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Efficiency of various strategies of short term countermeasures in case of a severe nuclear accident


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F.Charpin, H. Mansoux IRPA-10: 10. international congress of the International Radiation Protection Association Hiroshima (Japan) 14-19 May 2000, P-11-280.

Résumé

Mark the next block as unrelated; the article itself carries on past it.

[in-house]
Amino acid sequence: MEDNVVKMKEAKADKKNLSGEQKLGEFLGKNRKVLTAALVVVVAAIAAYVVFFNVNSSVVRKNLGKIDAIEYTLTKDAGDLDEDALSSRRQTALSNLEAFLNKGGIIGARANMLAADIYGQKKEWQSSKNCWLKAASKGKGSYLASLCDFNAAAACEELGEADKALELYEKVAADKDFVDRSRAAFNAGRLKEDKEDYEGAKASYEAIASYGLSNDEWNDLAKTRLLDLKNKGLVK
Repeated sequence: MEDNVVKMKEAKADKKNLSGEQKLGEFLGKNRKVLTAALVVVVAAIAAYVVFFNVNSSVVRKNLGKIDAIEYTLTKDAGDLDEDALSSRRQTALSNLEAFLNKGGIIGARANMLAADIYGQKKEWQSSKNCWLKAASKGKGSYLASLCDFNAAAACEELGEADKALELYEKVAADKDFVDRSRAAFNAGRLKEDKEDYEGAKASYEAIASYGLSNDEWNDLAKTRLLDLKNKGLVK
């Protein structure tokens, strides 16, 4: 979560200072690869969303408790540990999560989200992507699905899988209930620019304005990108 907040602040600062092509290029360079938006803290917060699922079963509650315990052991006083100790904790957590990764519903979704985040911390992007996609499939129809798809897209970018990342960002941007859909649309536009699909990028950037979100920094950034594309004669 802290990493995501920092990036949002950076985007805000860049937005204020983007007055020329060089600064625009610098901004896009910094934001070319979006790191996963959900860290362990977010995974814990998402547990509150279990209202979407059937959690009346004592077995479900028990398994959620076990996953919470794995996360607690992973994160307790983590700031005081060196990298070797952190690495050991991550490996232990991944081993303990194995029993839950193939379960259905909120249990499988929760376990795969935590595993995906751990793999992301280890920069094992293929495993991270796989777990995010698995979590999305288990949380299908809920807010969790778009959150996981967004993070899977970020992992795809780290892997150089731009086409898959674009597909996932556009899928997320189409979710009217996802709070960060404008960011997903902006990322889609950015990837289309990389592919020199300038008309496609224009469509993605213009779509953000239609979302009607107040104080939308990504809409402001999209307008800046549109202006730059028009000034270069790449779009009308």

In case of a severe nuclear accident at PWR plants, countermeasures should be initiated in the short term by authorities to reduce the consequences of the atmospheric radioactive releases on the neighbouring population. Various factors influence the level of protection afforded by the countermeasures. For instance, a too early intervention would lead to a lack of efficiency in terms of dosimetric impact if the actual evolution of the accident is not considered. Thus, implementation of countermeasures should be optimized. The characteristics of the release also influence this efficiency. The accidental scenario in this study is considered as the most severe accident envisaged in France, and constitutes the basis for emergency plans. The basic protective actions in the early phase of the accident are the evacuation of the population, the sheltering, and the intake of stable iodine to saturate the thyroid gland. These countermeasures can be combined in strategies, for example, sheltering followed by evacuation when the situation threatens to get worse, or evacuation combined with iodine distribution for the people who may be exposed in the radioactive plume. In general, the projected doses (those without applying any countermeasure) are compared with those expected for a particular countermeasure or strategy, the dosimetric efficiency being estimated for the total duration of the release. In this paper, an in-depth analysis associates the kinetics of the release with the corresponding evolution of the dosimetric efficiency of countermeasures. This is done at different times in the short term of the accident and for various distances from the accidented plant. Results are presented for different strategies initiated at various times. This work is intended to improve the management of a major nuclear accident in its early phase.